Fewer Hungry People Nationwide, But More in DC

May 24, 2012

Feeding America’s new Map the Meal report delivers some moderately good news about food insecurity for the nation as a whole. Contrariwise for the District of Columbia.

In 2010, the national food insecurity rate, i.e., the percent of people who couldn’t always afford to buy enough food for themselves and their families, dropped a bit — 16.1%, as compared to 16.6% in 2009.

This means that about 13.3 million fewer people didn’t struggle with hunger. Moderately good news only because more than 48.8 million still did.

As in 2009, 55% of food insecure people had household incomes below 130% of the federal poverty line — the standard cut-off for food stamp eligibility and free school meals.*

An additional 16% of food insecure people had incomes below the maximum set for WIC (the Special Supplemental Nutrition Program for Women, Infants and Children) and reduced-price school meals.

Using a methodology that’s too complex to summarize, Feeding America calculated the average amount it would cost to fill what it calls the meal gap, i.e., the total food budget shortfall.

The standard used for the meal costs was one of the U.S. Department of Agriculture’s Thrifty Food plans. So filling the gap, in this report, means meals that are reasonably well-balanced and cheap.

Nationwide, we could have filled the gap for somewhat less than $21.2 billion — a mere $2.52 per meal.

The story is wholly different for District residents.

Between 2009 and 2010, the food insecurity rate rose by 0.7%. So while the local food insecurity rate was lower than the national in 2009, it was higher in 2010 — 16.5%.

The raw number of food insecure residents rose to 99.490 — an increase of 6,310 over 2009.

At the same time, the percent of food insecure residents eligible for the major federally-funded food assistance programs dropped from 63% to 45% — or by about 13,900 poor and near-poor people.

In other words, the District made significant progress at the low end of the income scale. But above 200% of the federal poverty line, the number increased by more than 20,200.

I find this big uptick rather puzzling.

The average meal cost, as Feeding America calculates it, is considerably higher than nationwide — $3.41 per meal. But that’s what it was the year before also.

And New York City, where the average meal cost is even higher, has a much lower percent of food insecure residents above the cut-off for food assistance programs — even though the cut-off is lower there.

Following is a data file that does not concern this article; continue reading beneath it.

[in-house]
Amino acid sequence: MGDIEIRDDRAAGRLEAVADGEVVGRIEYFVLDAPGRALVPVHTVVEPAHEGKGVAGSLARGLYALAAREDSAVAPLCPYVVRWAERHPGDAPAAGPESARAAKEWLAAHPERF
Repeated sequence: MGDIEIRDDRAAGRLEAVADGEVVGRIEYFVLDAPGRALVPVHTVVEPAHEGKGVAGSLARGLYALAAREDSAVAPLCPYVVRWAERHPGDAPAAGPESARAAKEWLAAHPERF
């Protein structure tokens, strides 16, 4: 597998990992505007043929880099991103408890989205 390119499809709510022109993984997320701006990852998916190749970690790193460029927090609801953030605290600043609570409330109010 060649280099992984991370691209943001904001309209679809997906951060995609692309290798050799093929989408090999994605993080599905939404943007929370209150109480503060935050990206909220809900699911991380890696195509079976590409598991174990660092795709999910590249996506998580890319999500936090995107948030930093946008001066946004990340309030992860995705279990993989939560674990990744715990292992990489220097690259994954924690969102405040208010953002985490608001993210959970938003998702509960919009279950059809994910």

This much is sure. And it’s a point Feeding America wants to make generally. A whole lot of food insecure people can get no relief from hunger except from nonprofit dining rooms and food pantries.

In the District, it’s well over half of all food insecure residents — 54,720 in 2010.

Food prices have increased and are expected to go even higher. Housing costs are rising. And I don’t have to say anything about petrol, do I?

Nor about the unemployment rate, which here in the District is still well over 9%. A tough job market. And long-term unemployment benefits that will nevertheless shrink.

So our nonprofit food services — and the Capital Area Food Bank that helps supply them — will be sorely pressed to keep up with rising needs.

They’ll need all the help they can get from TEFAP (the Emergency Food Assistance Program), which provides free frozen, processed and packaged foods that go through food banks to direct providers.

How much help they’ll get is an open question.

The Senate Agriculture Appropriations Subcommittee has approved the maximum authorized for ongoing TEFAP food purchases, plus about the same for storage and distribution as the program is getting now.

The House of Representatives, however, seems bound and determined to pass a budget below the level agreed to last August.

For its Agriculture Appropriations Subcommittee, this means a cap about $1.4 billion lower than what the Senate subcommittee worked with.

House appropriators — and ultimately the Republican majority as a whole — chose to cut TEFAP by $48 million last year. But they ultimately agreed to the higher figure the Senate wanted.

One can only hope that Senate negotiators hang tough again, if needs be. And need be likely for TEFAP as well as many other safety net programs.

* Recall that many states and the District have availed themselves of a legal — and endangered — option to enroll households with somewhat higher incomes.


Acute Food Needs Now Monthly Events For More Than Three Million U.S. Households

October 25, 2011

Food pantry visits are becoming “the new normal,” reports Feeding America, the country’s largest charitable food distribution organization.

The “new normal” here refers to a shift in the role food pantries play in helping low-income people feed themselves and their families.

People used to seek help from food pantries when they had what Feeding America refers to as “temporary acute food needs.”

Now, it says, a majority of clients use pantries “as part of their long-term strategies to supplement monthly food shortfalls.” In other words, “acute food needs” aren’t occasional emergencies. They’re regular, foreseeable events.